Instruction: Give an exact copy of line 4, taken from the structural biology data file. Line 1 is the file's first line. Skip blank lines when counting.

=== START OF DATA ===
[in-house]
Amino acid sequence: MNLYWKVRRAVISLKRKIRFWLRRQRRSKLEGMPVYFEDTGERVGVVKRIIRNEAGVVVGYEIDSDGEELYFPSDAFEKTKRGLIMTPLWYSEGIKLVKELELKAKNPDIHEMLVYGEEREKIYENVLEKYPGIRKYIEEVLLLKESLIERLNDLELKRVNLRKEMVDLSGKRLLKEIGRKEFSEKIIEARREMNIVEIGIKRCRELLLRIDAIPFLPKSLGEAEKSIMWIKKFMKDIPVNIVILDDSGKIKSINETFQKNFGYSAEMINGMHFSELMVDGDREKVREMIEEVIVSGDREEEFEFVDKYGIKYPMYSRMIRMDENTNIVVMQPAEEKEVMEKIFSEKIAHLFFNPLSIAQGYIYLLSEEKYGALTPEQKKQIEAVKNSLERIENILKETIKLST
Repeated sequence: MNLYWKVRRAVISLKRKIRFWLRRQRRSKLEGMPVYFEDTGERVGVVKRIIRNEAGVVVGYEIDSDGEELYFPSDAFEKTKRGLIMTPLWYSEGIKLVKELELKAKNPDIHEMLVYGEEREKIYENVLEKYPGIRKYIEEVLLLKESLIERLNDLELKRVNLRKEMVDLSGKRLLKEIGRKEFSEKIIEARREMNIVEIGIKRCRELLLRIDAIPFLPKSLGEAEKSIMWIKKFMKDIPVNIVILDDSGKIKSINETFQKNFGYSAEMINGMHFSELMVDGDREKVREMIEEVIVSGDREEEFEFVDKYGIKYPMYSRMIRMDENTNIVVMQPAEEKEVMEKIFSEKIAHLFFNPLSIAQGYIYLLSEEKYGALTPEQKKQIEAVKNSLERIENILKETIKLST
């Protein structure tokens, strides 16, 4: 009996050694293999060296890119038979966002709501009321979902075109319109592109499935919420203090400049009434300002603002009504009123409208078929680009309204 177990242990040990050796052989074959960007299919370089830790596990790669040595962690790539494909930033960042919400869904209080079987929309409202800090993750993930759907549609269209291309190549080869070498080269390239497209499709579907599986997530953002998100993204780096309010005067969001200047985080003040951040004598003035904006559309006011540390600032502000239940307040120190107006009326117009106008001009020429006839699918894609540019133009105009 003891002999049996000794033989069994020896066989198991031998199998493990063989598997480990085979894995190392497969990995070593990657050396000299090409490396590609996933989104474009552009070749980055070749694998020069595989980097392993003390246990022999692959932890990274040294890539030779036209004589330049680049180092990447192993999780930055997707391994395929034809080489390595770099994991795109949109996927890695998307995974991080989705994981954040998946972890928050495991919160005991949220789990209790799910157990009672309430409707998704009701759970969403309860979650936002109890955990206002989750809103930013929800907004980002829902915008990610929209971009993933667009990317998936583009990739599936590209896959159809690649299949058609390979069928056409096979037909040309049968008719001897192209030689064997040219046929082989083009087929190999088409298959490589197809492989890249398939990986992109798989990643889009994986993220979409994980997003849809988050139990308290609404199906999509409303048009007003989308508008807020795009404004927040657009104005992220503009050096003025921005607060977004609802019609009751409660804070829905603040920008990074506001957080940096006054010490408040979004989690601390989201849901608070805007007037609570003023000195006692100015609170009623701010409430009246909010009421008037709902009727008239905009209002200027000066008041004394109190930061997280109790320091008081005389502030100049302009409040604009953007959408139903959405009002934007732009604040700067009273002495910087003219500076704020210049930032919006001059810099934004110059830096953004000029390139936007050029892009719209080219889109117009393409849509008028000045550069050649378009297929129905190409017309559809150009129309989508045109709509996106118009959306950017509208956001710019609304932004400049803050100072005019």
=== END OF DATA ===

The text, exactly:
């Protein structure tokens, strides 16, 4: 009996050694293999060296890119038979966002709501009321979902075109319109592109499935919420203090400049009434300002603002009504009123409208078929680009309204 177990242990040990050796052989074959960007299919370089830790596990790669040595962690790539494909930033960042919400869904209080079987929309409202800090993750993930759907549609269209291309190549080869070498080269390239497209499709579907599986997530953002998100993204780096309010005067969001200047985080003040951040004598003035904006559309006011540390600032502000239940307040120190107006009326117009106008001009020429006839699918894609540019133009105009 003891002999049996000794033989069994020896066989198991031998199998493990063989598997480990085979894995190392497969990995070593990657050396000299090409490396590609996933989104474009552009070749980055070749694998020069595989980097392993003390246990022999692959932890990274040294890539030779036209004589330049680049180092990447192993999780930055997707391994395929034809080489390595770099994991795109949109996927890695998307995974991080989705994981954040998946972890928050495991919160005991949220789990209790799910157990009672309430409707998704009701759970969403309860979650936002109890955990206002989750809103930013929800907004980002829902915008990610929209971009993933667009990317998936583009990739599936590209896959159809690649299949058609390979069928056409096979037909040309049968008719001897192209030689064997040219046929082989083009087929190999088409298959490589197809492989890249398939990986992109798989990643889009994986993220979409994980997003849809988050139990308290609404199906999509409303048009007003989308508008807020795009404004927040657009104005992220503009050096003025921005607060977004609802019609009751409660804070829905603040920008990074506001957080940096006054010490408040979004989690601390989201849901608070805007007037609570003023000195006692100015609170009623701010409430009246909010009421008037709902009727008239905009209002200027000066008041004394109190930061997280109790320091008081005389502030100049302009409040604009953007959408139903959405009002934007732009604040700067009273002495910087003219500076704020210049930032919006001059810099934004110059830096953004000029390139936007050029892009719209080219889109117009393409849509008028000045550069050649378009297929129905190409017309559809150009129309989508045109709509996106118009959306950017509208956001710019609304932004400049803050100072005019």